Abstract laundry

Just got back from holiday vacation with family and now in the post-vacation laundry onslaught. Reminds me of some paintings I did recently….

The assignment was to take a portion of a painting and make it into an abstract.

This is the original:

Valley of Dreams                                           oil                                         10 x 20


The new abstracts still look like laundry.

laundry line 1        oil     8 x 10
laundry line 2        oil              6 x 6

Despite my best efforts, a representational core. Sigh…just can’t get away from that laundry!


Harvest Pumpkin

solid pumpkin                                        oil                                                        20 x 20

What are the warning signs of an obsession with squash? The pathology of gourdomania.

A Squirrel Ate My Internet

Got back from running errands late Friday morning and when I logged onto my computer, soon saw the internet connection was not available. Grumbling, I proceeded upstairs to our modem and noticed something new- a bright red light on the control panel. Usually if our internet goes out, there is a blinking yellow light. Solid red was something new.

After confirming that our land line, cable television and Alexa-cloud-stereo system were down, I called my husband on the cell. “Do you want to walk me through re-booting the system?” I asked him.

“No, it’s too complicated. I’ll do it myself when I come home this evening.”

But after following the usual protocol, and being put on hold for twenty minutes by AT&T and again going through the usual protocol, my husband was forced to make an appointment with a cable technician for the next day.

When the kids asked Alexa to play a song, she sadly replied, “I don’t understand the question. Please ask again later.” Cloud disconnection leads to device dementia.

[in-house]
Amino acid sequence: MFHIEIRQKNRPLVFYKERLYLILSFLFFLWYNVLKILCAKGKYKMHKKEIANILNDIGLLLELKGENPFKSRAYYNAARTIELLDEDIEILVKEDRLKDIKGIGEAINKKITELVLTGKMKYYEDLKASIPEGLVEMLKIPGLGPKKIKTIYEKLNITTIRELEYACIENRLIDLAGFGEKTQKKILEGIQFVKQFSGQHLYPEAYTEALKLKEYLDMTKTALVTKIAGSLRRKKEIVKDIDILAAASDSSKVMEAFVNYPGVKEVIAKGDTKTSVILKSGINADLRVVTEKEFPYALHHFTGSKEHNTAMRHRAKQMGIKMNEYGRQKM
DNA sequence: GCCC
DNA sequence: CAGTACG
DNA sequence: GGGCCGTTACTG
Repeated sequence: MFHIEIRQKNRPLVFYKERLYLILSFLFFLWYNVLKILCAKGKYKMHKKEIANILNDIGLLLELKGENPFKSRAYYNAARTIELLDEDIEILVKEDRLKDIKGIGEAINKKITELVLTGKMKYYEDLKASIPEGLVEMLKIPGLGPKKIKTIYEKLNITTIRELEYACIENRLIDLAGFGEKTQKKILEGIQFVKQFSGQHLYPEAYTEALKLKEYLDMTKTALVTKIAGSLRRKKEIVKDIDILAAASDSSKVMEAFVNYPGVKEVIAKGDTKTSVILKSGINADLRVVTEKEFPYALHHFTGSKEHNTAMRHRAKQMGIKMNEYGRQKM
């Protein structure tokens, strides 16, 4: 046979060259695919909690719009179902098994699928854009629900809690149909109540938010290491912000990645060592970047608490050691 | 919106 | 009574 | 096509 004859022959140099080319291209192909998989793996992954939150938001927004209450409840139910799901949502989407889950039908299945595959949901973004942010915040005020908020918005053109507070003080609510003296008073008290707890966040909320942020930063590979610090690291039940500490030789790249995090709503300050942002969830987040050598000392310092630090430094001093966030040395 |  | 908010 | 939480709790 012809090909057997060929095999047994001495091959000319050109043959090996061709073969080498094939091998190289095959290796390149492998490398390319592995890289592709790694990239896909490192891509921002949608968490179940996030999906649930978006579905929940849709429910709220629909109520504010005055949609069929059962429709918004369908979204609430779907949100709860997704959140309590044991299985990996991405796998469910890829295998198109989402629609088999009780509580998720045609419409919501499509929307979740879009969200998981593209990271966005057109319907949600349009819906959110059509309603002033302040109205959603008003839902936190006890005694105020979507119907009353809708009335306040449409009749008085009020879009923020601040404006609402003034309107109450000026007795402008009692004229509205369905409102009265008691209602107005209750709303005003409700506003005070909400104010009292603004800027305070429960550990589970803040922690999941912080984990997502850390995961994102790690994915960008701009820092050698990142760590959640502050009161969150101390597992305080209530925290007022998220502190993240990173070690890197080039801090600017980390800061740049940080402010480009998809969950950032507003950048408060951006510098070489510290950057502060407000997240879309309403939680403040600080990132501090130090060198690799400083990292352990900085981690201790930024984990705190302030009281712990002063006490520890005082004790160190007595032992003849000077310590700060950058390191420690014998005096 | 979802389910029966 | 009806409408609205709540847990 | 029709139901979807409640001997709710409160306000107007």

That night my 16 year old stayed up and read an entire book. He couldn’t cruise YouTube videos.

The cable guy came the next morning, and after he confirmed that there was nothing wrong with the modem nor on the property connection (relieved exhale, we weren’t responsible for footing the bill on this repair call), he would have to look for culprits further down the line.  He said the problem was likely a case of ‘new-guy-itis’.

“Some new guy is adding another customer and forgets to plug back in the old customers.”

Forty-five minutes later, the diagnosis of newguyitis was incorrect. Something else was going on but a second cable repairman would have to be called.

We were going on 24 hours without internet service. My daughter peered over her book. “Mom? Was it like this when you were growing up?” Indeed.

Two hours later, the second cable guy knocked on our door. My husband went to answer, I ran up to the modem and saw all the yellow lights turned on. Our internet was restored!

The cable repairman explained that squirrels had made a nest in the foam insulator surrounding the internet relay station two blocks away. Apparently, they selectively chewed through our fiber optic connector to build their winter retreat.

It sounds like a bad homework excuse, “the squirrels ate my internet”, but we survived. Somehow. Just like the pioneers, but with electricity, running water, central heat, and plumbing.

Lifestyles of the 1%

My new idea for a tv show: Take a city in America and show the lifestyle of a top 1% family and a bottom 1% family. Show their home, the neighborhood where they live, what they do in their leisure time. Ask each family what their biggest problem is for that week. Ask the top 1% what charity they support, ask the bottom 1% if they have ever received help from that charity. Go to every major city in the USA and burst open these bubbles.

A Ride Across the Desert

I am reading through Quran, trying to find inspiration, and I find Jacob’s response to his sons, when they bring the bloodied shirt of their brother Joseph to him. They tell their father Joseph has been killed by wolves. Jacob replies that he will have faith in God and have “sabr-en jamil”, which translates as “beautiful patience” or “graceful patience”. I’m a bit puzzled by the word choice- “jamil”? Typical me in these circumstance, I run to my Quranic vocabulary book to search for the vowel roots “jim-mim-la”.

The first word with this root is “camel”. Camel?

Then I start to think about how important a camel would be to someone on the Arabian Peninsula.

I tell my kids that now is the time to have “patience like the camel”- and by that I mean that they have to cling to patience just as a Bedouin would cling to his camel in the wide open desert. You just have to pray that that camel is going to get you to water, to safety, to where you need to be in order to survive. You have to have faith that the camel will get you there, no matter how bad that desert may seem.

Rewards of Speaking Your Truth

The day after the election I went to paint with my friends in the southern suburbs. I felt awful, like I had been beat up with a baseball bat- but I thought it would be better to be around people than hole up in some cave.